Did you know that people over the age of 40 may lose up to 8% of their muscle mass per decade – and the rate of decline may double after the age of 70?
Advanced muscle loss, or sarcopenia, affects nearly 1 in 3 people over the age 50. Not only are muscles important for basic everyday physical tasks like picking things up, reaching for something, or getting up off a chair, but healthy muscles are essential for organ function, skin health, immunity, and your metabolism. In other words, maintaining muscle mass as you age is essential for prolonging a happy and healthy life, particularly if you live by yourself and you want to remain independent.
Muscle loss is an ageing factor that’s rarely discussed and people tend to accept its signs, such as loss of strength and energy, as a natural part of ageing, but sarcopenia is a risk factor for frailty and falls. It can occur as early as 65, but tends to affect most people by age 75, especially if they are inactive.
While the importance of maintaining muscle mass should not be underestimated in our later years, it’s pointless going to the gym several times a week and doing exercises to maintain muscle mass if you’re not giving your muscles the building blocks they need to be maintained and to stay strong and supple – protein.
The challenge of getting enough protein for ageing adults
It’s common that people eat less food with age. Contributing factors can be lack of appetite, changes to smell and taste, living alone, depression, little interest in cooking, or difficultly in eating due to teeth/gum or denture problems. Eating less or eating sub-optimally means that older adults often miss out on getting enough important macro and micronutrients, despite their need for many nutrients being higher.
Protein is a macronutrient of particular concern; several studies, including this one study group, have reported that elderly people consume less than the daily recommended amount of protein. Inadequate protein intake is closely linked to loss of muscle strength and functionality.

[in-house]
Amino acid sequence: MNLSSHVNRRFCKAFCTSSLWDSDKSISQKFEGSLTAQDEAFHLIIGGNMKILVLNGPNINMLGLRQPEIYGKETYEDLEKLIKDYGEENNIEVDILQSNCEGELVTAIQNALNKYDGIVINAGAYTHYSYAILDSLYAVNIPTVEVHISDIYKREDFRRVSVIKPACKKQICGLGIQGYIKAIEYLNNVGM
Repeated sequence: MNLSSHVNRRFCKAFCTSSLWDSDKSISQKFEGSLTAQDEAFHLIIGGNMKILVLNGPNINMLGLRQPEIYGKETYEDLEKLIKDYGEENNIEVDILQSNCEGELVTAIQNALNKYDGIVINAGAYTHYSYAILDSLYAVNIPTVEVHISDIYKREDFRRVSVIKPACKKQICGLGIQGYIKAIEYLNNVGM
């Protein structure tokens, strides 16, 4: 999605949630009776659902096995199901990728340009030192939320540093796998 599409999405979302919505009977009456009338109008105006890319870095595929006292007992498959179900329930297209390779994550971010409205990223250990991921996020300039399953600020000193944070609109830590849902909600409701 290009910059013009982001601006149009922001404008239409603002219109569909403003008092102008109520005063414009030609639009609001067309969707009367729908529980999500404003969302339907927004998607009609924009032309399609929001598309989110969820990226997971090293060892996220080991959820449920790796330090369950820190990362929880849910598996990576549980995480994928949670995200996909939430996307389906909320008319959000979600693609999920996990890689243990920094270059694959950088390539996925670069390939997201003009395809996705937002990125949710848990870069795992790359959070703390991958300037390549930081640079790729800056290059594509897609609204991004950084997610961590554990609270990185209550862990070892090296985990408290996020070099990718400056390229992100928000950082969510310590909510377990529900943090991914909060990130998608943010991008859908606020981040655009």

How much protein do older adults need on a daily basis?
- The recommended Reference Nutrient Intake (RNI) for adults is 0.83g of protein per kilogram of body weight per day.
- Several nutrition experts have recommended that elderly people should increase their protein intake compared to younger adults. The PROT-AGE study group formed by experts from around the world recommends an intake of 1.0g to 1.2g of protein per kilogram of body weight per day for seniors. This means:
- A 50+ year old man weighing 80 kilograms should consume 80 to 96g of protein per day (which corresponds to 280-340g of chicken breast per day).
- A 50+ year old woman weighing 60 kilograms should consume 60 to 72g of protein per day (corresponding to 210-250g of chicken breast).
- Older women in particular, should increase their protein intake to 1.0-1.2g of protein per kilogram of body weight per day.
We also need to eat eggs, salmon, chickpeas, nuts, eggs and brown rice to get the important amino acid, leucine. This helps to regulate blood sugar, produces growth hormones and may help with weight control. The body can’t make leucine. It has to come from food. The amino acid transforms dietary protein into muscle and improves strength.
Foods that pack a protein punch
- eggs – 6/7g dose of protein each
- tempeh – 70g portion contains 30.9g of protein
- plain Greek yoghurt – a 200g serving provides 20g of protein
- grilled chicken breast – perfect for a low-fat, low-carb, protein-rich (around 25g) lunch
- almonds – 23 will give you 6g of protein (and 6g of fibre)
- steak – 70g of grilled sirloin will give you 18g of protein
The NHS recommends that we should limit our red meat consumption to 70g daily or less.
Protein is very filling so you may not need to snack, but if you do, go for cheese or Greek yoghurt. To quickly convert protein into muscle, eat protein after a workout.